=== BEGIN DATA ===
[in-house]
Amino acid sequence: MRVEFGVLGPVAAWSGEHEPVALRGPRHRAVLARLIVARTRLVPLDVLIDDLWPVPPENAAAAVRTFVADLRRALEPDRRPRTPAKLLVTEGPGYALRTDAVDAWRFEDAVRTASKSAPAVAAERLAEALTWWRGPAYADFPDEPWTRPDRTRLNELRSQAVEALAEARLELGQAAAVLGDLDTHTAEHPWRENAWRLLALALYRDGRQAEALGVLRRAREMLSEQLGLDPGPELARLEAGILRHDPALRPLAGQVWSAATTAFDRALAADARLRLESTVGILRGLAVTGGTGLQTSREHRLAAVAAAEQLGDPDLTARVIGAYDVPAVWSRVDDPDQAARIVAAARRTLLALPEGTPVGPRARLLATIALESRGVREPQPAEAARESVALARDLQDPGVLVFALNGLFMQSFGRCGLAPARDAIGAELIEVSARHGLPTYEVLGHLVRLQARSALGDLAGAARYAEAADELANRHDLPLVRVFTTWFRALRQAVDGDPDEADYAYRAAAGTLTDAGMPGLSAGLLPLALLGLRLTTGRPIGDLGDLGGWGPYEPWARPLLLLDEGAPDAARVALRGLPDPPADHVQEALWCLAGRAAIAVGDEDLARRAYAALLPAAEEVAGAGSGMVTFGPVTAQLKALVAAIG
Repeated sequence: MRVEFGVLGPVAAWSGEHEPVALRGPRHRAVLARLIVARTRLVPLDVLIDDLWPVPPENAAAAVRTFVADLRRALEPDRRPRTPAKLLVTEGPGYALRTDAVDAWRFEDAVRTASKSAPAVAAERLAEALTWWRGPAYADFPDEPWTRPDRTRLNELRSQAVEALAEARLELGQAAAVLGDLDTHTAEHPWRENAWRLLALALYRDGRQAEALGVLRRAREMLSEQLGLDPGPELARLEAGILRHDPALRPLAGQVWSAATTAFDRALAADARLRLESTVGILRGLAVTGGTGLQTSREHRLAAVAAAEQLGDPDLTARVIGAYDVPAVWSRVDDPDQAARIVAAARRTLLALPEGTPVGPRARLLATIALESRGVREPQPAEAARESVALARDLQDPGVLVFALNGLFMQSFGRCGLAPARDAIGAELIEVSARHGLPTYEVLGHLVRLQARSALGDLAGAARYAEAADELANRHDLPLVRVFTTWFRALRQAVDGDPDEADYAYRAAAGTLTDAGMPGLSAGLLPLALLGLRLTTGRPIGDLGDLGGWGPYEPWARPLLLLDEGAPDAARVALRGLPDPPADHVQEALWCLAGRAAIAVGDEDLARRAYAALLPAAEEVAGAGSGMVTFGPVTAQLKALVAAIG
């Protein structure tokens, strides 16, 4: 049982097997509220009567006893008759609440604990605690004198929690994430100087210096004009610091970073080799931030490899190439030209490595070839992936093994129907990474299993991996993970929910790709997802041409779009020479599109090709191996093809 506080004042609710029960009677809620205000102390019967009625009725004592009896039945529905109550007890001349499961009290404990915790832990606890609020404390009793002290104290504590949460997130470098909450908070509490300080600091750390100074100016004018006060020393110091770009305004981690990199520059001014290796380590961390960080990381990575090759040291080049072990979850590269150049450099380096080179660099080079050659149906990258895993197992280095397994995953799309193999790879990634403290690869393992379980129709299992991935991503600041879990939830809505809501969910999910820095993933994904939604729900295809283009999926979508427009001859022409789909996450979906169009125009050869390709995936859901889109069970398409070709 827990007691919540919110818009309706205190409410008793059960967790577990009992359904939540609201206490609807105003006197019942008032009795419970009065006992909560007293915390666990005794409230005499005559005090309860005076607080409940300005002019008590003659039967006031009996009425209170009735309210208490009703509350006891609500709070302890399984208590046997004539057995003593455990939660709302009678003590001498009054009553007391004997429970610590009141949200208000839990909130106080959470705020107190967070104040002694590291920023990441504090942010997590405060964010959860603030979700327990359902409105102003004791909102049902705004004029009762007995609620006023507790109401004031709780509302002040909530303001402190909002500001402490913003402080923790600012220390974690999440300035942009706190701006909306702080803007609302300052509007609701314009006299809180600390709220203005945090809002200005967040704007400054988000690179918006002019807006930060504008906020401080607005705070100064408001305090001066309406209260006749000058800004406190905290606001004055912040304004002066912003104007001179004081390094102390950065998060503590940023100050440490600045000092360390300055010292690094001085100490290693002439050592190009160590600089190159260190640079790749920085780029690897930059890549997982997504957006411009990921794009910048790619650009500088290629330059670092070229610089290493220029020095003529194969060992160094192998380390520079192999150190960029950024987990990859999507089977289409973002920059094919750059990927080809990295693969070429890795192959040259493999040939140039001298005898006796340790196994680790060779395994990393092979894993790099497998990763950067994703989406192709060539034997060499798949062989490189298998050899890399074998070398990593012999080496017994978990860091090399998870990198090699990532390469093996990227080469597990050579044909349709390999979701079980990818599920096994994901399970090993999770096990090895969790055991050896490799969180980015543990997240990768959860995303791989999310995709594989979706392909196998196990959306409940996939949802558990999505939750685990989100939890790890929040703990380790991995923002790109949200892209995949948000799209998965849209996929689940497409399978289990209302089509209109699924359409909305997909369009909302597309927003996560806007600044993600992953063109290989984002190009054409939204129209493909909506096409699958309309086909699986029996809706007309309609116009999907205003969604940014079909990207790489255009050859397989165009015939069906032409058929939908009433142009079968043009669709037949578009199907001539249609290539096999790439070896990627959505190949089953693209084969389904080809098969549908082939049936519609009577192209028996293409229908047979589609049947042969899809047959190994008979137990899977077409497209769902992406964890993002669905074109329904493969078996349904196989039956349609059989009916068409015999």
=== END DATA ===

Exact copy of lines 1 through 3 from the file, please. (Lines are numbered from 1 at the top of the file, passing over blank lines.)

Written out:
[in-house]
Amino acid sequence: MRVEFGVLGPVAAWSGEHEPVALRGPRHRAVLARLIVARTRLVPLDVLIDDLWPVPPENAAAAVRTFVADLRRALEPDRRPRTPAKLLVTEGPGYALRTDAVDAWRFEDAVRTASKSAPAVAAERLAEALTWWRGPAYADFPDEPWTRPDRTRLNELRSQAVEALAEARLELGQAAAVLGDLDTHTAEHPWRENAWRLLALALYRDGRQAEALGVLRRAREMLSEQLGLDPGPELARLEAGILRHDPALRPLAGQVWSAATTAFDRALAADARLRLESTVGILRGLAVTGGTGLQTSREHRLAAVAAAEQLGDPDLTARVIGAYDVPAVWSRVDDPDQAARIVAAARRTLLALPEGTPVGPRARLLATIALESRGVREPQPAEAARESVALARDLQDPGVLVFALNGLFMQSFGRCGLAPARDAIGAELIEVSARHGLPTYEVLGHLVRLQARSALGDLAGAARYAEAADELANRHDLPLVRVFTTWFRALRQAVDGDPDEADYAYRAAAGTLTDAGMPGLSAGLLPLALLGLRLTTGRPIGDLGDLGGWGPYEPWARPLLLLDEGAPDAARVALRGLPDPPADHVQEALWCLAGRAAIAVGDEDLARRAYAALLPAAEEVAGAGSGMVTFGPVTAQLKALVAAIG
Repeated sequence: MRVEFGVLGPVAAWSGEHEPVALRGPRHRAVLARLIVARTRLVPLDVLIDDLWPVPPENAAAAVRTFVADLRRALEPDRRPRTPAKLLVTEGPGYALRTDAVDAWRFEDAVRTASKSAPAVAAERLAEALTWWRGPAYADFPDEPWTRPDRTRLNELRSQAVEALAEARLELGQAAAVLGDLDTHTAEHPWRENAWRLLALALYRDGRQAEALGVLRRAREMLSEQLGLDPGPELARLEAGILRHDPALRPLAGQVWSAATTAFDRALAADARLRLESTVGILRGLAVTGGTGLQTSREHRLAAVAAAEQLGDPDLTARVIGAYDVPAVWSRVDDPDQAARIVAAARRTLLALPEGTPVGPRARLLATIALESRGVREPQPAEAARESVALARDLQDPGVLVFALNGLFMQSFGRCGLAPARDAIGAELIEVSARHGLPTYEVLGHLVRLQARSALGDLAGAARYAEAADELANRHDLPLVRVFTTWFRALRQAVDGDPDEADYAYRAAAGTLTDAGMPGLSAGLLPLALLGLRLTTGRPIGDLGDLGGWGPYEPWARPLLLLDEGAPDAARVALRGLPDPPADHVQEALWCLAGRAAIAVGDEDLARRAYAALLPAAEEVAGAGSGMVTFGPVTAQLKALVAAIG